When one panelist asked Mark Taylor about all of the mudslinging in the campaign, he came back with one of the funniest lines of the night. Decrying Cathy Cox’s personal attacks on his uncles, father, mother, wife, and sister- Taylor finished with: “we’ve even put the family dog on alert for the next attack”

But Mac McCarley brought down the house when he was asked by Russ Spencer of Atlanta’s Channel 5, why after being 78 years old, a WWII vet (McCarley lied about his age and enlisted at age 15), married to same woman for 55 years, and a 25 year cancer survivor, he decided to run for governor: Answer: “It ain’t easy to live with a woman for 55 years.” The audience, moderator Dawn Hobby, and the other candidates, completely cracked up, and the debate had to be halted until the laughter ended.

For my money both Mark and Cathy are good political servants. Neither has ever engaged in the politics of fear, of stirring up hatred and divisiveness, of scapegoating one group or another, that has become the hallmark of modern Republican politics. Unlike Republicans, they don’t target immigrants, gays, welfare recipients, or mythical flag burners to win electoral contests. But in spite of their obvious intelligence and sincere desire to leave Georgia a better place than they found it- especially in matters involving children- they have engaged in some of the silliest and most absurd attacks I’ve ever seen.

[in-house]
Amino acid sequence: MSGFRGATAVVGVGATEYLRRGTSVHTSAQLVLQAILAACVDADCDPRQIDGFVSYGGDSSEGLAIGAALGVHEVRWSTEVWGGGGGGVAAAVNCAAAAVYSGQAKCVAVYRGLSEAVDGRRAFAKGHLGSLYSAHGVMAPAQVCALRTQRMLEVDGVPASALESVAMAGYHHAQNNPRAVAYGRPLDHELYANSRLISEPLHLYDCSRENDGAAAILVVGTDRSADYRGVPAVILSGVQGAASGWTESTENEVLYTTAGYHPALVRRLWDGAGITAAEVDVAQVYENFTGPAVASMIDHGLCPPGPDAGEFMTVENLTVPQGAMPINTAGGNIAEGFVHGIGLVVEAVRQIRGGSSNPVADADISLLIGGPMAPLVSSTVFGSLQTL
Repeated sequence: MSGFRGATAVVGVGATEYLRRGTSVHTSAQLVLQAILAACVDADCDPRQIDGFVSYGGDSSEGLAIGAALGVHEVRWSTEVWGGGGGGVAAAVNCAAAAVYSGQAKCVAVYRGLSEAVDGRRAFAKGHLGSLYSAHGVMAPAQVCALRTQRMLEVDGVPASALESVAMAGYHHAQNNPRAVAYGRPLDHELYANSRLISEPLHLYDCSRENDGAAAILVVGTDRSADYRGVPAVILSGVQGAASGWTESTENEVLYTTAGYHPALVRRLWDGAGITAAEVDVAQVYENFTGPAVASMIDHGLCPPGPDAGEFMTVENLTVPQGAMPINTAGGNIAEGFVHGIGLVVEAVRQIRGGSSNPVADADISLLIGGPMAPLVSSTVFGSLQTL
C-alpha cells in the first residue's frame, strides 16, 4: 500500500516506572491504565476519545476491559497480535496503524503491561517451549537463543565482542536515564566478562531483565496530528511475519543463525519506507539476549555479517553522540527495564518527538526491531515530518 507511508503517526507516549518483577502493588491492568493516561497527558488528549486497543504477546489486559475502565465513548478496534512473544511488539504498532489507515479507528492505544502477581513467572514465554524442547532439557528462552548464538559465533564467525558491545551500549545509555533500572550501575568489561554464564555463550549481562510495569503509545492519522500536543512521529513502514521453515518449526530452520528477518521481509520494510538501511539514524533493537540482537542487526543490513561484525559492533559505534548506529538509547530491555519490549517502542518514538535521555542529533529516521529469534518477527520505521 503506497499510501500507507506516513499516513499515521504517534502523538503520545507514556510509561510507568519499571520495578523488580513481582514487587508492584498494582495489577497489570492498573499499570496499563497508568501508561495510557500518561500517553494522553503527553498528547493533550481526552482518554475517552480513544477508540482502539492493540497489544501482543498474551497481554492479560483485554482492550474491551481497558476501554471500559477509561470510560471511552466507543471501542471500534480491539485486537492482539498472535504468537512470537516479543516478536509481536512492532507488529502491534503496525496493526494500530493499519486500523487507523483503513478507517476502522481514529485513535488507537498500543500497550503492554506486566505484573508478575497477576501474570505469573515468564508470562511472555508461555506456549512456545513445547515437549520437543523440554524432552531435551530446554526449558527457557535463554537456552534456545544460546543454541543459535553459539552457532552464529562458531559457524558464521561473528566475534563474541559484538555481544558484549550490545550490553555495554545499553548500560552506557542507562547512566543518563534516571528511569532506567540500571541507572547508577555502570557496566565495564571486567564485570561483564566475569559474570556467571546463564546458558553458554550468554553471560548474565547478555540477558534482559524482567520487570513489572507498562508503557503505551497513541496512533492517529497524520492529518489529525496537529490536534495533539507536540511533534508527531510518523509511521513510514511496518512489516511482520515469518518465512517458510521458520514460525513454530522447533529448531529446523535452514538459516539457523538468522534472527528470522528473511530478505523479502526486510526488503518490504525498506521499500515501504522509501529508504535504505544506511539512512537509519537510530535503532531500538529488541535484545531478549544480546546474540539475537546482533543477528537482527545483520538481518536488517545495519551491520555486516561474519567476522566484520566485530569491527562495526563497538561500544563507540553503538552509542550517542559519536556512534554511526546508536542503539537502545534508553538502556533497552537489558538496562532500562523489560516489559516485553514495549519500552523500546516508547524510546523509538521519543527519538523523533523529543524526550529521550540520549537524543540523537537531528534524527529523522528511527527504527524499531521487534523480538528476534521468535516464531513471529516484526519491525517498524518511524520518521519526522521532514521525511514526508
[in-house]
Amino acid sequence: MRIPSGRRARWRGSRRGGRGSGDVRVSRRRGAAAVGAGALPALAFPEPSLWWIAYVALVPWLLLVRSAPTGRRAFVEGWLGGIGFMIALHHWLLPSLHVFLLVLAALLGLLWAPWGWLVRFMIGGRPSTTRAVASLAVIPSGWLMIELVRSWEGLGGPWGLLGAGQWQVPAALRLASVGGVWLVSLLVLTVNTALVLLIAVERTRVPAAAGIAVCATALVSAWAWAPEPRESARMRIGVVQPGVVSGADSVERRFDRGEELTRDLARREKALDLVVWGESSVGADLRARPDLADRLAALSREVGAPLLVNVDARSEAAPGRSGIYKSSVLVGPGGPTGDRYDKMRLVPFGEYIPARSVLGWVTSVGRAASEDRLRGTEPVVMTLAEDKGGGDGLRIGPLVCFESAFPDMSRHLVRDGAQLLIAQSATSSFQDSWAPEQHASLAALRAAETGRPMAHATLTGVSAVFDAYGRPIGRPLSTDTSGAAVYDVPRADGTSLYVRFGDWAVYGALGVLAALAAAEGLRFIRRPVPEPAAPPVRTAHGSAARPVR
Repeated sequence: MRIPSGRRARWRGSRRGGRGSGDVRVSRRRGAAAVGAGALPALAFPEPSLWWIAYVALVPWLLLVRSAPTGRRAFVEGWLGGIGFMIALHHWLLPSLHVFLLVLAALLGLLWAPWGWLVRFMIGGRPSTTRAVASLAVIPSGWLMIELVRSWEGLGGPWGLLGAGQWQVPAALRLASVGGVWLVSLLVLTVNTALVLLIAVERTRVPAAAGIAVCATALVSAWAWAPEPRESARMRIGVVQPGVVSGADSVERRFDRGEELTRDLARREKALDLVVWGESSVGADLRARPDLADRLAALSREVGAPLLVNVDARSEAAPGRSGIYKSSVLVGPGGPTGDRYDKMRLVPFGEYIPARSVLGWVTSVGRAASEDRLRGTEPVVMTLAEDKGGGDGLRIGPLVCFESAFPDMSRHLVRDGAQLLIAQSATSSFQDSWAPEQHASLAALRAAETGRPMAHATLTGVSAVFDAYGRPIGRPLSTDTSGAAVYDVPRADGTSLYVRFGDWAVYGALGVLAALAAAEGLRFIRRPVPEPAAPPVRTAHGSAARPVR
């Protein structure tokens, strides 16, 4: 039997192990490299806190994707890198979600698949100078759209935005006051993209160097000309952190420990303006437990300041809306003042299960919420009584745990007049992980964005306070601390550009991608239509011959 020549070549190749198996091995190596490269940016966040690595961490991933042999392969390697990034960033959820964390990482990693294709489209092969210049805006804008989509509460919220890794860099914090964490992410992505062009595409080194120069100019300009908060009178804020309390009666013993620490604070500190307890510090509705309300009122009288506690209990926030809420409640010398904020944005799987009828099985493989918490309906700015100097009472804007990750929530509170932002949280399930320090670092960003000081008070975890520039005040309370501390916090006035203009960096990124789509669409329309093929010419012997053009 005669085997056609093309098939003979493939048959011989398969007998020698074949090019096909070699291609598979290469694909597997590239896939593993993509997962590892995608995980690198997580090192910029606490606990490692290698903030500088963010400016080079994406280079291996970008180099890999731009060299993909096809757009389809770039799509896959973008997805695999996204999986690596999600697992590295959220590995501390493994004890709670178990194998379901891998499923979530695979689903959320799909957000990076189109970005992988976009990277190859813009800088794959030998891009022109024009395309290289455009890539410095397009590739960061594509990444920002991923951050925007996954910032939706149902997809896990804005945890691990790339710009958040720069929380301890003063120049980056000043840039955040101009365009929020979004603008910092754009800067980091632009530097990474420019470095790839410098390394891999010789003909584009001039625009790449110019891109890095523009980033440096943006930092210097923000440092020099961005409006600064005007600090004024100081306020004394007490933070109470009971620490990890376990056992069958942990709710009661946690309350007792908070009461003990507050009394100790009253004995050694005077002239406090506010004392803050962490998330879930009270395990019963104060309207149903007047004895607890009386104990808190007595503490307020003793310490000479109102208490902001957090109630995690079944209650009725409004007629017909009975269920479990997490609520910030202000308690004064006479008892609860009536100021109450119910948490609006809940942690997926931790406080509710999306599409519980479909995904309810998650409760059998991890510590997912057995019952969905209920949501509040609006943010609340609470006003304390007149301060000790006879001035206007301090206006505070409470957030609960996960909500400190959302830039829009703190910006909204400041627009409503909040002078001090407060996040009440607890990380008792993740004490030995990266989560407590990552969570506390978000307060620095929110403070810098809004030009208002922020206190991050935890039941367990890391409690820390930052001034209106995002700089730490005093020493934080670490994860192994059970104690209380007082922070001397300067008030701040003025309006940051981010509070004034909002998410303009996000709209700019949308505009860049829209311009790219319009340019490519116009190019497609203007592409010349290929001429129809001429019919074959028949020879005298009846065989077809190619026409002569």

In one ad Mark said Cathy wasn’t for the Hope Scholarship in 1992 when the lottery issue was on the ballot. Well, duh. She’s for it now, and what difference does it make to any citizen of Georgia when she came to the party?

Cathy said Mark tried to engineer a bill through the State Senate that would have benefitted family members. She refused to name names, dates, times, or places, which left the charge somewhat suspect. Mark answered directly that there was an effort to return land seized from property owners, including his uncles, by eminent domain. But the land was never used for the public purpose. His explanation sounded innocent, and Cathy never followed up with a single detail that validated her attack.

Swift Boat becomes a verb and other mudslinging

By the time this column comes out, one will be a winner (unless there’s a runoff) but the mudslinging will be with us through November, without a doubt. However, this stuff isn’t new. The title of this column comes from the 1884 attacks on Democrat presidential nominee Grover Cleveland by Republican Stephen Blaine. Blaine’s crack campaign staff (Karl Rove’s great great grandfather?) dug up the fact that Cleveland had sired an illegitimate son while he was a bachelor. Their campaign ditty of “Ma, Ma, where’s my Pa,” was decisively answered by Cleveland’s electoral victory over Blaine. Hence the poetic response: “Gone to the White House, ha, ha ha!”